In Canada, almost all abortions are paid for by taxpayers. In British Columbia, Alberta, , Manitoba, Ontario, Quebec, and Newfoundland, abortion is paid for under the publicly funded system whether it is performed in a hospital or private clinic. In New Brunswick, hospital abortions are paid for by taxpayers but private clinic abortions are not. In Saskatchewan, the Northwest Territories, Nunavut, and Yukon hospital abortions are paid for by taxpayers but there are no private clinics. No abortions are performed in Prince Edward Island. The province does cover abortions performed elsewhere if they have been declared by a doctor to be medically necessary and have been pre-authorized and approved.
Under the Constitution, health care is a provincial responsibility. Provinces decide what services will be covered by the publicly funded health care system. In his March 2001 interim report on health care, Liberal Senator Michael Kirby, chairman of the Standing Senate Committee on Social Affairs, wrote that “the determination of what services meet the requirement of medical necessity is made in each province by the provincial government in conjunction with the medical profession.”
For provinces to receive funding from the federally-administered Canadian Health and Social Transfers, they must follow the guidelines of the Canada Health Act (CHA) which requires provinces to fund “medically necessary” services, but it does not define what those are and there is no list of specific services.
This was confirmed by Health Canada in response to an access to information request from MP Garry Breitkreuz. Health Canada replied: “This is further to your request under the Access to Information Act, dated August 1, 2001, for: documents, reports & correspondence in the department that provide evidence that abortions are‘medically necessary’. I regret to inform you that after a thorough search of all likely record holdings, departmental officials have confirmed that they have no records relevant to your request.”
Politicians sometimes say they pay only for medically necessary abortions but most do not require any evidence of medical necessity. Physicians simply submit the bill to the health care system for reimbursement. Only Prince Edward Island requires a specific medical reason for abortion to be covered by taxpayers.
In 2001, the president of the Canadian Abortion Rights Action League argued before the House of Commons Finance Committee (October 31, 2001) that, “Women who make the decision to abort a child at a certain point in their lives do so for socio-economic reasons. Sometimes, it is a desire to complete their education and become financially independent. In many cases, couples with children wish to restrict their family size in order to provide them with adequate financial support.”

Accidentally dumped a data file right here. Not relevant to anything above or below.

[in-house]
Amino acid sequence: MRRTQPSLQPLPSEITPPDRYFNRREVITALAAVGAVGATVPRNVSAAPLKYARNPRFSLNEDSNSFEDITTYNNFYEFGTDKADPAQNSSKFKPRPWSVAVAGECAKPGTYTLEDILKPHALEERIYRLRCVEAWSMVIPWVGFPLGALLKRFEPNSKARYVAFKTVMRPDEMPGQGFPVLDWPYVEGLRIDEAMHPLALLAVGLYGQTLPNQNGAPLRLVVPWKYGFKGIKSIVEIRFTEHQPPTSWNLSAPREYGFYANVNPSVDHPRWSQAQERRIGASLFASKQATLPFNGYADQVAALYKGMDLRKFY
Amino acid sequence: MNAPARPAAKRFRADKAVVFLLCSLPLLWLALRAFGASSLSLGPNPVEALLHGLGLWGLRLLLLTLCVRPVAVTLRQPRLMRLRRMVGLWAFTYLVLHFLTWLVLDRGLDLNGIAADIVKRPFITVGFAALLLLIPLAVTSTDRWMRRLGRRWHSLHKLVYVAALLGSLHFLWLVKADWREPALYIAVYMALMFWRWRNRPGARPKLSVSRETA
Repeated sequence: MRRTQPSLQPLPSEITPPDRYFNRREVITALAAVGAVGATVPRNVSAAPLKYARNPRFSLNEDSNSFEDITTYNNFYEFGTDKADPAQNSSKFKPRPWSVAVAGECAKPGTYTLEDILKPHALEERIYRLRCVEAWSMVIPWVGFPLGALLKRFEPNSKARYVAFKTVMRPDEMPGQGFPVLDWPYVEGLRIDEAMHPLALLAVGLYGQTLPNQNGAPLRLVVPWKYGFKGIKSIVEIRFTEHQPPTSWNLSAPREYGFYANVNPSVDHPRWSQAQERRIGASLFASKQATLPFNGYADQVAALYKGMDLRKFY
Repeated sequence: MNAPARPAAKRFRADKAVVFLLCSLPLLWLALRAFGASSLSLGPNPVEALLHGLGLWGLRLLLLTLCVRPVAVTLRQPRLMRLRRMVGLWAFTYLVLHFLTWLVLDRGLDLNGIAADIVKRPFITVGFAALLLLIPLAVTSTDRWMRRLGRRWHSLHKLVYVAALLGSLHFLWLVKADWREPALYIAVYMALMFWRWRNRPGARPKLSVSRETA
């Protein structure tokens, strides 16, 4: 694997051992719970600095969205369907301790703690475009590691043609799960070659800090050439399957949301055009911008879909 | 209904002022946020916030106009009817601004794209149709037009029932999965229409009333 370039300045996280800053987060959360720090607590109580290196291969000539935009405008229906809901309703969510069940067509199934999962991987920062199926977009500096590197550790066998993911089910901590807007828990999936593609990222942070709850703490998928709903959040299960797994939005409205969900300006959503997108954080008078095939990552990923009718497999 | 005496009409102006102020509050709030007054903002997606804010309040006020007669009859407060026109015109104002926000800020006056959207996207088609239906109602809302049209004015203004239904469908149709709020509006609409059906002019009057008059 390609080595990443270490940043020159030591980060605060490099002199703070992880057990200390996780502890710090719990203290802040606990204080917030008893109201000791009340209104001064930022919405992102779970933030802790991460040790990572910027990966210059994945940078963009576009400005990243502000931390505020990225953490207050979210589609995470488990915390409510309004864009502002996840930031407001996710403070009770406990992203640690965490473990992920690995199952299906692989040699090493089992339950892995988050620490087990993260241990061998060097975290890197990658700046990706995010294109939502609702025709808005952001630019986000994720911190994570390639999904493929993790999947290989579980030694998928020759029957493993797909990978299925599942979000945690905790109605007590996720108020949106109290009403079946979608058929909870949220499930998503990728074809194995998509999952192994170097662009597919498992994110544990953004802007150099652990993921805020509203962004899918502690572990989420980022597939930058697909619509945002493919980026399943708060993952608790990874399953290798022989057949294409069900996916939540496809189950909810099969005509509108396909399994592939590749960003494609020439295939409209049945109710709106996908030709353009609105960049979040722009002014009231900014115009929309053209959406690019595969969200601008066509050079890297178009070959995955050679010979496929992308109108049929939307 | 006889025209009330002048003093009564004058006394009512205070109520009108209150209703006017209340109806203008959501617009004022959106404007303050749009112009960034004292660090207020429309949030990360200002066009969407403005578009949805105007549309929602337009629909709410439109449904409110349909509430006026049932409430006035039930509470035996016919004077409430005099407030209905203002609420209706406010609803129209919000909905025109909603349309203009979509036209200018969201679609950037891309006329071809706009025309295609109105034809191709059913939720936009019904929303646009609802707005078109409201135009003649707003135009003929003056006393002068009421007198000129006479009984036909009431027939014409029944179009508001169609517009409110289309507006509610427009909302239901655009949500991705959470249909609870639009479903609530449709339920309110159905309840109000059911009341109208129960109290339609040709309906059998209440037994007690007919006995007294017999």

Almost all abortions performed in Canada are done because a pregnant woman chooses to end the pregnancy for personal reasons, not medical ones. Medical necessity is rarely part of the decision.
What have the courts said?
Until 2005, no court in Canada had ever ruled that abortions must be publicly funded. In 2005, Winnipeg judge Jeffrey Oliphant ruled that the failure to pay for private clinic abortions was a“gross violation” of women’s rights. The decision was overturned in 2006 by the province’s Court of Appeal because the judge had not heard any evidence on the issues involved. An appeal to the Supreme Court of Canada was refused. The provincial government had already begun paying for all abortions in 2005 but not as a result of the court case.
In 2006 a Quebec judge ordered the province to pay the full costs of private clinic abortions. The province had been covering a portion of these costs. The provincial government complied without appealing the decision.
What does it cost taxpayers?
Since no level of government has released cost figures for abortion, we can only estimate what the direct costs of abortion are. (These estimates exclude any indirect costs, that is, costs for follow-up procedures for immediate complications and side effects, and longer-term treatments for associated post-abortion problems. See Elizabeth Ring-Cassidy and Ian Gentles’ book Women’s Health After Abortion: The Medical and Psychological Evidence, The deVeber Institute for Bioethics and Social Research, 2002).
We use the figure of $75 million a year, based on an average cost of $800 per abortion for 93,750 abortions. In 2009, the Canadian Institute for Health Information reported 93,755 abortions performed in Canada on Canadian women (the 2010 figure is 64,641, but that excludes Quebec). They admit that this is “probably an underestimate of induced abortions done in the
Country” because of reporting problems from some provinces and private clinics. Also, Clinic data for British Columbia is incomplete, and data on abortions performed in an Ontario clinic on Canadian women who are not Ontario residents is not included, so the $75 million figure is already low for the 2009 year.
Since hospital abortions constitute more than half of all abortions performed in Canada, we used an average of the $500 cost (at the low end) of a clinic abortion and $1000 (again, at the low end) estimate for hospital abortions. The $800 cost per abortion is in fact a very conservative estimate and the $75 million a year figure is probably an underestimate of how much taxpayers spend on medically unnecessary abortions.
Some published estimates on the cost of abortion:
- According to the Abortion Rights Coalition of Canada, “abortions at clinics are significantly more cost-effective than abortions at hospitals (mostly because hospitals tend to use general anaesthesia rather than local anaesthesia). The average cost for an early surgical abortion at a clinic is about $500, while the cost for the same abortion at a hospital can exceed $1000.” (Position Paper #2, June 2005, http://www.arcc-cdac.ca/postionpapers/02-Abortion-Clinics-Fully-Funded.PDF)
- According to the Vancouver Island Women’s Clinic: “Surgical abortion is covered by BC medical insurance (MSP). […] If you do not have BC provincial health insurance (MSP) but are covered by another Canadian provincial/territorial health insurance plan then the cost will be $500 to $1000 depending on how many weeks you are. […] If you do not have medical coverage from a Canadian provincial or territorial medical plan (e.g. foreign visitor or have no coverage) then you will be required to pay the full cost of the procedure which is $1800.” (What does it cost? 2012, http://viwomensclinic.ca/Cost.aspx)